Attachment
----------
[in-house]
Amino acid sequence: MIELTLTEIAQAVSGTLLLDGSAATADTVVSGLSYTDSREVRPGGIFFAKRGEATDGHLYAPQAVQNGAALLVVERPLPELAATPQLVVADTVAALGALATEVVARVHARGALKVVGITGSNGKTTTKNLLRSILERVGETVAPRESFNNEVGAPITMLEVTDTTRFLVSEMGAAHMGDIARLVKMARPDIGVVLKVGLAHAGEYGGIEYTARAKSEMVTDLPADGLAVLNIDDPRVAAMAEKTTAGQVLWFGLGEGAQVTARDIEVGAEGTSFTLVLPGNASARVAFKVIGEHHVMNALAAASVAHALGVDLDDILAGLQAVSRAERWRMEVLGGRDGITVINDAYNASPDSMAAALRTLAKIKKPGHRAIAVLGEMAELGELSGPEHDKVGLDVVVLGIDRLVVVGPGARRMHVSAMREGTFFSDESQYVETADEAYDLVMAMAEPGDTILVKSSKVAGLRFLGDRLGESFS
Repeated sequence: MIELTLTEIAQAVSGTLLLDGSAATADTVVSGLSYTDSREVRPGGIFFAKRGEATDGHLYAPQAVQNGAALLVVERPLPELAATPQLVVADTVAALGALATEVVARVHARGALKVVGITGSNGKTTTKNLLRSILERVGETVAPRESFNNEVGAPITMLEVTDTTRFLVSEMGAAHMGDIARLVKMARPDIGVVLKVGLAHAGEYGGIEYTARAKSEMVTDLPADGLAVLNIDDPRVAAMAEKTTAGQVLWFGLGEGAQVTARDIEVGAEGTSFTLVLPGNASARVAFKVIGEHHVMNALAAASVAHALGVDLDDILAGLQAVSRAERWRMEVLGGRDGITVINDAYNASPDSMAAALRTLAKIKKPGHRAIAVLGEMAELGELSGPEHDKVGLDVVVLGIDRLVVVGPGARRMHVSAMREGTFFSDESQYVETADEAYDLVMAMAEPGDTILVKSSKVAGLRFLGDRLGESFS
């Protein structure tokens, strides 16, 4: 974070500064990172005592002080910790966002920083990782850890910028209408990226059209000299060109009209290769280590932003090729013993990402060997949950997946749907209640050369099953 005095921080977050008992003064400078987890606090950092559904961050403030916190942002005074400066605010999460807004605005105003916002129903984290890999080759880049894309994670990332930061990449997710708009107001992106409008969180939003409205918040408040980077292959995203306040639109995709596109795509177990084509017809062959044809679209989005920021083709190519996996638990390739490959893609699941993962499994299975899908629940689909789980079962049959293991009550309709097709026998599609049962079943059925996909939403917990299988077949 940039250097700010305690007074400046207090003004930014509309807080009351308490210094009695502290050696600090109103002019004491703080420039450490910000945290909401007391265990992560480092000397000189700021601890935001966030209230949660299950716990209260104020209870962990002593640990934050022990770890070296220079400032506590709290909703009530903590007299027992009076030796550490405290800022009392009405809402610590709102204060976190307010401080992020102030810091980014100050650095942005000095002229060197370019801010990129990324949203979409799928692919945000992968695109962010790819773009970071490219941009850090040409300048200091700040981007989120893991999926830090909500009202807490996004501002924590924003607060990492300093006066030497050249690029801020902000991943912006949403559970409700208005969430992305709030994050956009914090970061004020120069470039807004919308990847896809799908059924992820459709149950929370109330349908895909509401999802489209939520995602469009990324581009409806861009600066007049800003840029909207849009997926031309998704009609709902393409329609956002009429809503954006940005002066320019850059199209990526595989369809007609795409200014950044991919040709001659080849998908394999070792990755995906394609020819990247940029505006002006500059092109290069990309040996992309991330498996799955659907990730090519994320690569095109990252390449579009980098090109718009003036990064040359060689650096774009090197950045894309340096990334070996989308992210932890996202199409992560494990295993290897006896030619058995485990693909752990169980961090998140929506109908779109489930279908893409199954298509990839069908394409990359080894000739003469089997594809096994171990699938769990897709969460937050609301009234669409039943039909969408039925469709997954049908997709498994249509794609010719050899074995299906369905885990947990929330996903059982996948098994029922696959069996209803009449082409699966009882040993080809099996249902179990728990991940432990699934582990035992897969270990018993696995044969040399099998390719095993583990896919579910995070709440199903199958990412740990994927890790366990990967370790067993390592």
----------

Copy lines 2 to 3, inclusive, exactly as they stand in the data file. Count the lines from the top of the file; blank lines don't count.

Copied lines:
Amino acid sequence: MIELTLTEIAQAVSGTLLLDGSAATADTVVSGLSYTDSREVRPGGIFFAKRGEATDGHLYAPQAVQNGAALLVVERPLPELAATPQLVVADTVAALGALATEVVARVHARGALKVVGITGSNGKTTTKNLLRSILERVGETVAPRESFNNEVGAPITMLEVTDTTRFLVSEMGAAHMGDIARLVKMARPDIGVVLKVGLAHAGEYGGIEYTARAKSEMVTDLPADGLAVLNIDDPRVAAMAEKTTAGQVLWFGLGEGAQVTARDIEVGAEGTSFTLVLPGNASARVAFKVIGEHHVMNALAAASVAHALGVDLDDILAGLQAVSRAERWRMEVLGGRDGITVINDAYNASPDSMAAALRTLAKIKKPGHRAIAVLGEMAELGELSGPEHDKVGLDVVVLGIDRLVVVGPGARRMHVSAMREGTFFSDESQYVETADEAYDLVMAMAEPGDTILVKSSKVAGLRFLGDRLGESFS
Repeated sequence: MIELTLTEIAQAVSGTLLLDGSAATADTVVSGLSYTDSREVRPGGIFFAKRGEATDGHLYAPQAVQNGAALLVVERPLPELAATPQLVVADTVAALGALATEVVARVHARGALKVVGITGSNGKTTTKNLLRSILERVGETVAPRESFNNEVGAPITMLEVTDTTRFLVSEMGAAHMGDIARLVKMARPDIGVVLKVGLAHAGEYGGIEYTARAKSEMVTDLPADGLAVLNIDDPRVAAMAEKTTAGQVLWFGLGEGAQVTARDIEVGAEGTSFTLVLPGNASARVAFKVIGEHHVMNALAAASVAHALGVDLDDILAGLQAVSRAERWRMEVLGGRDGITVINDAYNASPDSMAAALRTLAKIKKPGHRAIAVLGEMAELGELSGPEHDKVGLDVVVLGIDRLVVVGPGARRMHVSAMREGTFFSDESQYVETADEAYDLVMAMAEPGDTILVKSSKVAGLRFLGDRLGESFS